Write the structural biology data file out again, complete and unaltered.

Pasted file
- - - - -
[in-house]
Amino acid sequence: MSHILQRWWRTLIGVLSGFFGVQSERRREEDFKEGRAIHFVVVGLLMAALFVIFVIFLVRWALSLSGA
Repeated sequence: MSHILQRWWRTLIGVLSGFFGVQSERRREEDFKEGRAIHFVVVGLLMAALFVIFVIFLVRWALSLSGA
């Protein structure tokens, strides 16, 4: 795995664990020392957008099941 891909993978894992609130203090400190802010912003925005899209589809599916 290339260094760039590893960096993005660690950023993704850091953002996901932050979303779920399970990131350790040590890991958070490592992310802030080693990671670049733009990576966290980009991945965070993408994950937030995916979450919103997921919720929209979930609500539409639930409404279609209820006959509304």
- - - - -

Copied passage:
[in-house]
Amino acid sequence: MSHILQRWWRTLIGVLSGFFGVQSERRREEDFKEGRAIHFVVVGLLMAALFVIFVIFLVRWALSLSGA
Repeated sequence: MSHILQRWWRTLIGVLSGFFGVQSERRREEDFKEGRAIHFVVVGLLMAALFVIFVIFLVRWALSLSGA
């Protein structure tokens, strides 16, 4: 795995664990020392957008099941 891909993978894992609130203090400190802010912003925005899209589809599916 290339260094760039590893960096993005660690950023993704850091953002996901932050979303779920399970990131350790040590890991958070490592992310802030080693990671670049733009990576966290980009991945965070993408994950937030995916979450919103997921919720929209979930609500539409639930409404279609209820006959509304």